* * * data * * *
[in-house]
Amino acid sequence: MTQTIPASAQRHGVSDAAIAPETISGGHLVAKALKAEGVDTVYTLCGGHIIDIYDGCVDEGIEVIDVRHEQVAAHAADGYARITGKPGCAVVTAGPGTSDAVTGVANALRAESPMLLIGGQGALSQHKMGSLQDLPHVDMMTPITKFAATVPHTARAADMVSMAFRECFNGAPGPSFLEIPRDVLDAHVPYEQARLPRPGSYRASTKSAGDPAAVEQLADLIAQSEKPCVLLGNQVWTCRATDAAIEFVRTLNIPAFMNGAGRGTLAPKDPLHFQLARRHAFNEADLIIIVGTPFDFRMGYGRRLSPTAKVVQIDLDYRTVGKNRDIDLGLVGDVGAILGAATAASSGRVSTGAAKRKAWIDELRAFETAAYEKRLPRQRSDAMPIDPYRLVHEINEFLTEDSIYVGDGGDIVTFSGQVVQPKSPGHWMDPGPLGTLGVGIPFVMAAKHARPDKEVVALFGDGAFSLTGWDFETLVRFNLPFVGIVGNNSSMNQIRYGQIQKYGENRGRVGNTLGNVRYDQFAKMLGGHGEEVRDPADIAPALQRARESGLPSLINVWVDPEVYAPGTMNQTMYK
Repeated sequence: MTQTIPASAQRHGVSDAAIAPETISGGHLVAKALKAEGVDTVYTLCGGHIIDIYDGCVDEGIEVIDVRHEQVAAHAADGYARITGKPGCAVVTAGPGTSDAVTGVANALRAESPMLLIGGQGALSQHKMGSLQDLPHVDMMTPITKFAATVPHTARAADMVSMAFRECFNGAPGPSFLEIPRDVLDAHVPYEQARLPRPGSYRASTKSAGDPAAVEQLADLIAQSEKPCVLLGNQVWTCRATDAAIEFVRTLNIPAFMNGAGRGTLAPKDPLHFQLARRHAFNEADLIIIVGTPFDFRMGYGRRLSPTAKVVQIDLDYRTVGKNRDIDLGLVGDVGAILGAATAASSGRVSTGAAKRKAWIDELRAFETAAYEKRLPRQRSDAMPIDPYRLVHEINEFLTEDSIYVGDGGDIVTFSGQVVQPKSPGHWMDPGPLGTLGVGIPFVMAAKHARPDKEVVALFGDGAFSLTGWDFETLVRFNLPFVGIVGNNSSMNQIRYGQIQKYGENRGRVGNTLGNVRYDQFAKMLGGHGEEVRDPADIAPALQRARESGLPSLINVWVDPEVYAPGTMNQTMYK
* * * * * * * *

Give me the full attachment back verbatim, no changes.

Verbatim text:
[in-house]
Amino acid sequence: MTQTIPASAQRHGVSDAAIAPETISGGHLVAKALKAEGVDTVYTLCGGHIIDIYDGCVDEGIEVIDVRHEQVAAHAADGYARITGKPGCAVVTAGPGTSDAVTGVANALRAESPMLLIGGQGALSQHKMGSLQDLPHVDMMTPITKFAATVPHTARAADMVSMAFRECFNGAPGPSFLEIPRDVLDAHVPYEQARLPRPGSYRASTKSAGDPAAVEQLADLIAQSEKPCVLLGNQVWTCRATDAAIEFVRTLNIPAFMNGAGRGTLAPKDPLHFQLARRHAFNEADLIIIVGTPFDFRMGYGRRLSPTAKVVQIDLDYRTVGKNRDIDLGLVGDVGAILGAATAASSGRVSTGAAKRKAWIDELRAFETAAYEKRLPRQRSDAMPIDPYRLVHEINEFLTEDSIYVGDGGDIVTFSGQVVQPKSPGHWMDPGPLGTLGVGIPFVMAAKHARPDKEVVALFGDGAFSLTGWDFETLVRFNLPFVGIVGNNSSMNQIRYGQIQKYGENRGRVGNTLGNVRYDQFAKMLGGHGEEVRDPADIAPALQRARESGLPSLINVWVDPEVYAPGTMNQTMYK
Repeated sequence: MTQTIPASAQRHGVSDAAIAPETISGGHLVAKALKAEGVDTVYTLCGGHIIDIYDGCVDEGIEVIDVRHEQVAAHAADGYARITGKPGCAVVTAGPGTSDAVTGVANALRAESPMLLIGGQGALSQHKMGSLQDLPHVDMMTPITKFAATVPHTARAADMVSMAFRECFNGAPGPSFLEIPRDVLDAHVPYEQARLPRPGSYRASTKSAGDPAAVEQLADLIAQSEKPCVLLGNQVWTCRATDAAIEFVRTLNIPAFMNGAGRGTLAPKDPLHFQLARRHAFNEADLIIIVGTPFDFRMGYGRRLSPTAKVVQIDLDYRTVGKNRDIDLGLVGDVGAILGAATAASSGRVSTGAAKRKAWIDELRAFETAAYEKRLPRQRSDAMPIDPYRLVHEINEFLTEDSIYVGDGGDIVTFSGQVVQPKSPGHWMDPGPLGTLGVGIPFVMAAKHARPDKEVVALFGDGAFSLTGWDFETLVRFNLPFVGIVGNNSSMNQIRYGQIQKYGENRGRVGNTLGNVRYDQFAKMLGGHGEEVRDPADIAPALQRARESGLPSLINVWVDPEVYAPGTMNQTMYK